DESPITE its proximity to Singapore, the Johor Bahru property market had never received the same kind of attention as the Klang Valley or Penang markets until the launch of the Iskandar Malaysia development corridor in 2006. Iskandar Malaysia encompasses an area of 2,217 sq km, and is three times the size of Singapore. Its development is concentrated in five flagship areas, namely Johor Bahru city centre, Nusajaya (now known as Iskandar Puteri), the Western Gate development (focusing on the Port of Tanjung Pelepas), the Eastern Gate development (focusing on Pasir Gudang) and the Senai-Skudai zone.
“Property projects have been mushrooming in Johor, especially in prime areas like Johor Bahru city and Nusajaya since a decade ago. Property investors can finally visualise the potential value appreciation of the properties here,” says Mabest Properties principal Liew Toh Sen.
During the height of the hype over Iskandar Malaysia, both local and overseas property investors and developers were “rushing to grab assets in other areas in Johor, previously a relatively quiet state”, adds Liew. They included developers from overseas such as China developers Greenland Group and Country Garden Holdings, which are developing Greenland Danga Bay and the 1,400ha Forest City, respectively.
Oversupply of high-end, high rises
“There was a spike in mid to high-end, high-rise residential projects being planned and built in Johor Bahru because they bring higher profits. However, this is also causing an oversupply situation of high-end, high rises,” Liew says, adding that the glut became more apparent in 2015.
However, he says oversupply is not the only reason for the current lacklustre market. The Johor Bahru property market continued to go south as market sentiment was dampened further by the implementation of the Goods and Services Tax, the petrol price plunge, higher inflation, and external issues such as China’s economic slowdown.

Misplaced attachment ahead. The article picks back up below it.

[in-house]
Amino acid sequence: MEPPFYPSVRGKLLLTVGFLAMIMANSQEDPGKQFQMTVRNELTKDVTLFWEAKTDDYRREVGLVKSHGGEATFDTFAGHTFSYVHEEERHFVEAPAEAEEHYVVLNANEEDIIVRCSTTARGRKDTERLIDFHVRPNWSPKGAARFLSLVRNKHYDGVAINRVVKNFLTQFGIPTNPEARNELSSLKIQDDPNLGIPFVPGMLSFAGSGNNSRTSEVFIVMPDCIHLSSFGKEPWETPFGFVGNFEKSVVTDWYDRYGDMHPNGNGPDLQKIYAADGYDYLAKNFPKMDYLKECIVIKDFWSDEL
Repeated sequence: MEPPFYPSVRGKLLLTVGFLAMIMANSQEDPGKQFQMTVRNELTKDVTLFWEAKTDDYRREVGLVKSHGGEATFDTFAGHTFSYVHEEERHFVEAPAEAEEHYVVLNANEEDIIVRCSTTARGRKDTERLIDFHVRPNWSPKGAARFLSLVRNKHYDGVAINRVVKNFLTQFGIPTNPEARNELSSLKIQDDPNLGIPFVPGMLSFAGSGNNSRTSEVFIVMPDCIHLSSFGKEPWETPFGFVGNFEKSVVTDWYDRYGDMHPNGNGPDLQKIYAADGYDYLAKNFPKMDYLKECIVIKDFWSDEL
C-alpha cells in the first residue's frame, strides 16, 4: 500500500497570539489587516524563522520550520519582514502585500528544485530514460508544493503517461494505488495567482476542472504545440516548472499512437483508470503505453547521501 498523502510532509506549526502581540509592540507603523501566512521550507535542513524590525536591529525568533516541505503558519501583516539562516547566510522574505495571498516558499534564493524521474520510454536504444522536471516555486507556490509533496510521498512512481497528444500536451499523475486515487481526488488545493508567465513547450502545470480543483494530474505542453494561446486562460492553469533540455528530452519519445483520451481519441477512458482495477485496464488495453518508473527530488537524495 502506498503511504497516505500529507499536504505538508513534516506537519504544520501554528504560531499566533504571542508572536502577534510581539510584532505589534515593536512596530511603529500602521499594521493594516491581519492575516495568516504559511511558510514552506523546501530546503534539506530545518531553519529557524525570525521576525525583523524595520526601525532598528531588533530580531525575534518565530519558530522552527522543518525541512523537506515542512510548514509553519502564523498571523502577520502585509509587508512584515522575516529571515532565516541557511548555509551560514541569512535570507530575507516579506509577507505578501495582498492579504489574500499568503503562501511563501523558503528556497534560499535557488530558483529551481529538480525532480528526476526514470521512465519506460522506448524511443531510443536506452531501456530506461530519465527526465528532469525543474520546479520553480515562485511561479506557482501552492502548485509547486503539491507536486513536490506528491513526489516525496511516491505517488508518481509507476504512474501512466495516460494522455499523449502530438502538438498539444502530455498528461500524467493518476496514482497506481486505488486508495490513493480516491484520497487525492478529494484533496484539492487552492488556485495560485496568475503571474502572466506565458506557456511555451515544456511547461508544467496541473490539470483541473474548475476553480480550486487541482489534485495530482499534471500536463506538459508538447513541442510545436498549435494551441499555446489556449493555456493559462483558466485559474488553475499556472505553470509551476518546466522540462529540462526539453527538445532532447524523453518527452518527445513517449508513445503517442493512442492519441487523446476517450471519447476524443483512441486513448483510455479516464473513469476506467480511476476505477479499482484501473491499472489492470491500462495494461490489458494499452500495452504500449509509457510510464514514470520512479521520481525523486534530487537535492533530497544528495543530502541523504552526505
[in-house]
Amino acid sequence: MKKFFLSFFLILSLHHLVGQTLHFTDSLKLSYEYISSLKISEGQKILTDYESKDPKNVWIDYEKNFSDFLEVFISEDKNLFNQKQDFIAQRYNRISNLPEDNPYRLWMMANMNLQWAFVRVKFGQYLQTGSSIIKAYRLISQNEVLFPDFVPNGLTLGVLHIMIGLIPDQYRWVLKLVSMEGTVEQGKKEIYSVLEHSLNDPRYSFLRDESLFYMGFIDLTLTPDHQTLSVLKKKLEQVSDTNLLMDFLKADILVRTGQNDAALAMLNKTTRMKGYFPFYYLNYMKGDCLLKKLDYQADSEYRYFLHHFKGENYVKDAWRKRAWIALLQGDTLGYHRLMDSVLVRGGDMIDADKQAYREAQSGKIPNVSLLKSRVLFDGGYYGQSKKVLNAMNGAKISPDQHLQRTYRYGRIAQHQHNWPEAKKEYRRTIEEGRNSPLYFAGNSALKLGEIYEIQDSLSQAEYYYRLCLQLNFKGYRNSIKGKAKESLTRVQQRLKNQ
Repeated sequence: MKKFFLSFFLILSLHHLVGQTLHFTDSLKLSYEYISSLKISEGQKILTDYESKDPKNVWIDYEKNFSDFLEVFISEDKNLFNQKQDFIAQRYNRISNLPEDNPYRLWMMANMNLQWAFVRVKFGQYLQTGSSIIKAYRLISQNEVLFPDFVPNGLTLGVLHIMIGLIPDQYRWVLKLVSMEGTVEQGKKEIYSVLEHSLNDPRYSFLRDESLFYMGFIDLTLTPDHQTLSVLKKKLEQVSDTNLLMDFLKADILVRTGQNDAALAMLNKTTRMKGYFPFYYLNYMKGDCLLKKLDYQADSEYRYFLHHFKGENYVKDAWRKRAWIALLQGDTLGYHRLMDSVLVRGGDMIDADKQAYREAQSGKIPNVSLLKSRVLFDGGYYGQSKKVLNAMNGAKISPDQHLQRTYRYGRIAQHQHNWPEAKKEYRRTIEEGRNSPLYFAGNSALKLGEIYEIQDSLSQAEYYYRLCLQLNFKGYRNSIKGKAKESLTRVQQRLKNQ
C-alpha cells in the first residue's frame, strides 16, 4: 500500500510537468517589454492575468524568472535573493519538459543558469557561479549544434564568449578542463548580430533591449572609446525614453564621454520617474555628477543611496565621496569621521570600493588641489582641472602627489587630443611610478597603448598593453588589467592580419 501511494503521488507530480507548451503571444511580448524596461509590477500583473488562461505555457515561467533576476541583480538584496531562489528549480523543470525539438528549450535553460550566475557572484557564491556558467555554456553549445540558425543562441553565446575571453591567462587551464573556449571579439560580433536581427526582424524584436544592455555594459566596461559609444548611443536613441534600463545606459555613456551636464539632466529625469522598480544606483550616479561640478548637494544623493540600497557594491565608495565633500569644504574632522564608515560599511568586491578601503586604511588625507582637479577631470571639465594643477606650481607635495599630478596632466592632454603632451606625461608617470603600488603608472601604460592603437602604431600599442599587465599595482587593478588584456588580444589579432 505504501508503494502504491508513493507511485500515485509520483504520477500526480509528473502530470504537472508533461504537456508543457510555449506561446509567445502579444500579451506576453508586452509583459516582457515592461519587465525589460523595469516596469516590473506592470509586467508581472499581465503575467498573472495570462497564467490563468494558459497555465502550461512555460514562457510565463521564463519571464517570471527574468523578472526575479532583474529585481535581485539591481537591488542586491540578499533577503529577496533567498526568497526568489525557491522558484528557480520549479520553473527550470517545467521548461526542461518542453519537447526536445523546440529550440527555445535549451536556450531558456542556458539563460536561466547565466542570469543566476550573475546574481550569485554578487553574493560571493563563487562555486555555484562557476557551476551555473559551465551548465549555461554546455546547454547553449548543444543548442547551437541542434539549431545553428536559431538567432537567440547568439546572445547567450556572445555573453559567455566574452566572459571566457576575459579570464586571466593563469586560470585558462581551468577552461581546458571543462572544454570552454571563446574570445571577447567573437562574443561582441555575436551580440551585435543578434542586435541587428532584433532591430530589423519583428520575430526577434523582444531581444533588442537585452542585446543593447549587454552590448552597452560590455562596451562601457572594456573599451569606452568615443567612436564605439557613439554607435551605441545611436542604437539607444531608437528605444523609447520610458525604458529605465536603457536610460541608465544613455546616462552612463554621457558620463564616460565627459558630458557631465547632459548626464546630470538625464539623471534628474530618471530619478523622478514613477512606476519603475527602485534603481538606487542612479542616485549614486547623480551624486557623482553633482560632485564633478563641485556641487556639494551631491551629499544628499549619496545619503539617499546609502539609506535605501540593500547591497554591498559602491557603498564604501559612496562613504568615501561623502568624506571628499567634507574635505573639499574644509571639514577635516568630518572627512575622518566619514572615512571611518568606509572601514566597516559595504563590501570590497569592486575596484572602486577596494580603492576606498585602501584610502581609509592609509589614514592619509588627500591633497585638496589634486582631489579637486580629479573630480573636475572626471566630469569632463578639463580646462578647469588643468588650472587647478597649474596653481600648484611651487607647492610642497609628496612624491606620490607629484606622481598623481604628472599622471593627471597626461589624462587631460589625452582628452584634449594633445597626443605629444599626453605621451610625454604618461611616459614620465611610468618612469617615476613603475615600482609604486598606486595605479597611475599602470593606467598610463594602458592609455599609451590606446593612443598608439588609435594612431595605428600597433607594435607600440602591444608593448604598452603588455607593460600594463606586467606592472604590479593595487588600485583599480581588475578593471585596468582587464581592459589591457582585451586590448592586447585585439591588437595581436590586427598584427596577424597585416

And there is no sign the market will improve any time soon. “We have to wait at least another two years for the market to absorb the existing supply before the market goes up again,” he says.
According to TheEdgeProperty.com’s analysis of transactions, the average transacted price of non-landed homes in Johor Bahru (the areas of Pasir Gudang, Skudai, Plentong, Taman Johor Jaya, Taman Setia Indah, Johor Bahru city centre and Nusajaya) had been rising in 2012 and have plateaued since mid-2013.
The average transacted price retreated slightly to RM234 psf in 1Q2015, a 2% drop from the peak of RM239 psf in 3Q2014. Nonetheless, this still represented a 15% y-o-y growth from RM204 psf in 1Q2014, following a 6.3% y-o-y appreciation in the preceding year (Chart 1).
However, transaction activity declined notably from 2014. Total transaction volume for the 12 months to 1Q2015 fell 43.9% y-o-y to 1,802 units from 3,214 units (Chart 2).
C H Williams Talhar & Wong Sdn Bhd (WTW) director Tan Ka Leong says the current Johor Bahru property market situation hasn’t changed much recently.
“Generally, it remains soft compared with a few years ago, with fewer transactions,” Tan shares.
“The primary market is seeing fewer launches while take-ups are slower. In the secondary market, transaction volumes for non-landed residential property is much lower (by 70% to 85%) compared with two years ago,” Tan says. “However, the difference in prices is relatively minimal, in the range of 5% to 15% since 2013.”
Tan notes that the average transacted price for non-landed homes on the secondary market in the second half of 2015 was in the range of RM220 psf to RM430 psf, depending on location.
The highest average transacted price was recorded in Nusajaya where several high-end developments were transacted at more than RM500 psf, followed by Permas Jaya and Tebrau corridor, with average transacted prices of RM335 psf and RM325 psf, respectively.
Mabest Properties’ Liew says Johor’s secondary market remains stronger than the primary market despite the poor overall sentiment.
“The secondary market is stronger than the primary market because its prices are more realistic, at between RM200 psf and RM400 psf, while new, similar projects go for as high as RM800 to RM1,000 psf,” he notes.
Based on transactions analysed by TheEdgeProperty.com, non-landed residential property transacted prices were as low as RM74 psf for low-cost flats in the 12 months to 1Q2015, and were as high as RM564 psf for a resort condominium.